Color Belt Patterns

What is a Pattern (Tul)?

A pattern is a set of fundamental movements, mainly defense and attack, set in a logical sequence to deal with one or more imaginary opponents. Patterns are an indication of a student’s progress a barometer in evaluating an individual’s technique.

Why do we perform Patterns?

We practice patterns to Improve our Tae Kwon Do techniques, to develop sparring techniques, to improve flexibility of movement, master body-shifting, develop muscles, balance and breath control. They also enable us to acquire techniques which cannot be obtained from other forms of training.

Why are there twenty four Patterns?

The reason for twenty four patterns in Tae Kwon Do is because the founder, General Choi Hong Hi, compared the life of man with a day in the life of the earth and believed that some people should strive to bequeath a good spiritual legacy to coming generations and in doing so gain immortality.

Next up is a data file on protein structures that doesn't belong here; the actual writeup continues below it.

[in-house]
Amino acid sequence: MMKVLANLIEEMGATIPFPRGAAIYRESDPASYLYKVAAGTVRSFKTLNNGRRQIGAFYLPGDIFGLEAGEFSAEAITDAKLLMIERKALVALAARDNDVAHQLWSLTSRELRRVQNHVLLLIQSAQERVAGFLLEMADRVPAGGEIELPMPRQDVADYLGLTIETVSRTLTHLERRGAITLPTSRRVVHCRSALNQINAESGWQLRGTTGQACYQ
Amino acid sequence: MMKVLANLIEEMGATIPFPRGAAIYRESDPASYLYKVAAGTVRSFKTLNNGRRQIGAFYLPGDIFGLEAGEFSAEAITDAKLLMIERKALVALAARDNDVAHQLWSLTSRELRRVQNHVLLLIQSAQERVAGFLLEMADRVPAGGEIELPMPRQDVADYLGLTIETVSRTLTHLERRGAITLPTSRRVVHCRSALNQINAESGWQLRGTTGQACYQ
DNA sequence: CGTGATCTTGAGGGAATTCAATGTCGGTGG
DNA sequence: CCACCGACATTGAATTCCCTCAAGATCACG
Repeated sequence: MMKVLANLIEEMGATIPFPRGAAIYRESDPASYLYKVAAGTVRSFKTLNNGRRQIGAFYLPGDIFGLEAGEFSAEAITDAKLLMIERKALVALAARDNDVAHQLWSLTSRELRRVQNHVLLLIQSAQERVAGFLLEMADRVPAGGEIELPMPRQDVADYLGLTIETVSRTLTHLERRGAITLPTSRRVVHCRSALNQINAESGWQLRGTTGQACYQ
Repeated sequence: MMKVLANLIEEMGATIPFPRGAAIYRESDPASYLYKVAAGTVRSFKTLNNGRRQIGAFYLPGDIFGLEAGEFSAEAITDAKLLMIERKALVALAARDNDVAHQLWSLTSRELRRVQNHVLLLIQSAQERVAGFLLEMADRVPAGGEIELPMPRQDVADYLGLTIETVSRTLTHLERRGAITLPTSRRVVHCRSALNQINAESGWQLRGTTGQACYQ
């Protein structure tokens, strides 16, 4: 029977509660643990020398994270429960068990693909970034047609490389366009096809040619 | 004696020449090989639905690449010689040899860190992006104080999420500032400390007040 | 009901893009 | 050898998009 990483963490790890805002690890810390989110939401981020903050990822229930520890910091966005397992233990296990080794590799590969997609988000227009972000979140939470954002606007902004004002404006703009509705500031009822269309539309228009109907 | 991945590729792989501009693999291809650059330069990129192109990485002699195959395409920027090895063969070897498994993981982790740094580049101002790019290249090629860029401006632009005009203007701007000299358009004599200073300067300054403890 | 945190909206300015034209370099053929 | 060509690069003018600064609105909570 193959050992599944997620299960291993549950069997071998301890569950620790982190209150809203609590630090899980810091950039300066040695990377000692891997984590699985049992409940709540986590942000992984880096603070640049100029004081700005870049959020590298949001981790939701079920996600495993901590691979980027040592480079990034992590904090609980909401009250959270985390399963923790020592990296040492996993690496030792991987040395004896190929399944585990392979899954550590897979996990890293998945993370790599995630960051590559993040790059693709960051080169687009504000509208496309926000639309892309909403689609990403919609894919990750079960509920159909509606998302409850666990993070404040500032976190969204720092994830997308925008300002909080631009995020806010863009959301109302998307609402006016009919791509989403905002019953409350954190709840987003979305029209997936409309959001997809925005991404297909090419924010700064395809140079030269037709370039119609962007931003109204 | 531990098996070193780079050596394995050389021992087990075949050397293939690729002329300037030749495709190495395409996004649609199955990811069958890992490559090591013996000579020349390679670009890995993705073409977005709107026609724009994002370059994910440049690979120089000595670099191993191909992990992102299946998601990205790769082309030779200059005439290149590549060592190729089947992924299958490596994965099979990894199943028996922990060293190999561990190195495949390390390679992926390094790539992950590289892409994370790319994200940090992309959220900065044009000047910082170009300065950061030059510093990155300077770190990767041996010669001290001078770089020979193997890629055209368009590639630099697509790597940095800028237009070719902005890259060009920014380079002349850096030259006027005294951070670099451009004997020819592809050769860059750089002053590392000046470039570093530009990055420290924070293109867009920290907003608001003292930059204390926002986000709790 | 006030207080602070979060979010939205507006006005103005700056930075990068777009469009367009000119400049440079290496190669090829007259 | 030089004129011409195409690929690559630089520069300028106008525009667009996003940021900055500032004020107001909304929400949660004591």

Therefore, if we can leave something behind for the welfare of mankind, maybe it will be the most important thing to happen in our lives, as the founder says:

“Here I leave Tae Kwon Do for mankind. As a trace of a man of the late 20th Century. The twenty four patterns represent twenty four hours, one day or all of my life.”  For any student to say “I do not like patterns!” is a statement saying you do not like Taekwon-Do!

There is no Tae Kwon Do without fundamental movement and the practice and understanding of the Pattern.

Pattern practice enables the student to go through fundamental movement in series, developing sparring technique, improving flexibility of movement, master body shifting, build muscles and breath control, develop fluid and smooth motion, and gain rhythmic movements.

There are many patterns champions videos on You Tube, but since the Generals death in 2002 when compared to the Generals own DVD “The Legacy” the patterns performance in competition seem to have moved in a different direction. There unfortunately seems to be two separate styles of pattern one for fundamental movements and one for competition. I personally will always teach patterns as laid down by General Choi Hong Hi, the founder, as fundamental movement following the key principals.

“Do not chase belts, chase proficiency and understanding of technique”